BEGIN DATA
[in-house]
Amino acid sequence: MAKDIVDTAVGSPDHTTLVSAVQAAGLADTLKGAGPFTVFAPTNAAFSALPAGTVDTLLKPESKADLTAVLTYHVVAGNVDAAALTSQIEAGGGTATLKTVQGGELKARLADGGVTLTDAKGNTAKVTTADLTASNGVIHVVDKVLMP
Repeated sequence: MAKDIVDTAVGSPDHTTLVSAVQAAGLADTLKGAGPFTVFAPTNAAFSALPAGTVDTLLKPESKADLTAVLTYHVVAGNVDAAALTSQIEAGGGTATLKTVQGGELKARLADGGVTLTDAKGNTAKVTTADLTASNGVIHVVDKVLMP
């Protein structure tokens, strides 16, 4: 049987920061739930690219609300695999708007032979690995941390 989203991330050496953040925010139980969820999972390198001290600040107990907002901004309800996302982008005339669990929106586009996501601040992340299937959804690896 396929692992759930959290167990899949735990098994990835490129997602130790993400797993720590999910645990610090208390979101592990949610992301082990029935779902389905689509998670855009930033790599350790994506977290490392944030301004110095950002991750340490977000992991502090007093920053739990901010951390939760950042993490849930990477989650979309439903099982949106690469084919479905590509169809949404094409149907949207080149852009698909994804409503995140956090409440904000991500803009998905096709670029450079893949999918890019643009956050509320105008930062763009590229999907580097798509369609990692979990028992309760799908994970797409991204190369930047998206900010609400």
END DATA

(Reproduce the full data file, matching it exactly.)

[in-house]
Amino acid sequence: MAKDIVDTAVGSPDHTTLVSAVQAAGLADTLKGAGPFTVFAPTNAAFSALPAGTVDTLLKPESKADLTAVLTYHVVAGNVDAAALTSQIEAGGGTATLKTVQGGELKARLADGGVTLTDAKGNTAKVTTADLTASNGVIHVVDKVLMP
Repeated sequence: MAKDIVDTAVGSPDHTTLVSAVQAAGLADTLKGAGPFTVFAPTNAAFSALPAGTVDTLLKPESKADLTAVLTYHVVAGNVDAAALTSQIEAGGGTATLKTVQGGELKARLADGGVTLTDAKGNTAKVTTADLTASNGVIHVVDKVLMP
């Protein structure tokens, strides 16, 4: 049987920061739930690219609300695999708007032979690995941390 989203991330050496953040925010139980969820999972390198001290600040107990907002901004309800996302982008005339669990929106586009996501601040992340299937959804690896 396929692992759930959290167990899949735990098994990835490129997602130790993400797993720590999910645990610090208390979101592990949610992301082990029935779902389905689509998670855009930033790599350790994506977290490392944030301004110095950002991750340490977000992991502090007093920053739990901010951390939760950042993490849930990477989650979309439903099982949106690469084919479905590509169809949404094409149907949207080149852009698909994804409503995140956090409440904000991500803009998905096709670029450079893949999918890019643009956050509320105008930062763009590229999907580097798509369609990692979990028992309760799908994970797409991204190369930047998206900010609400």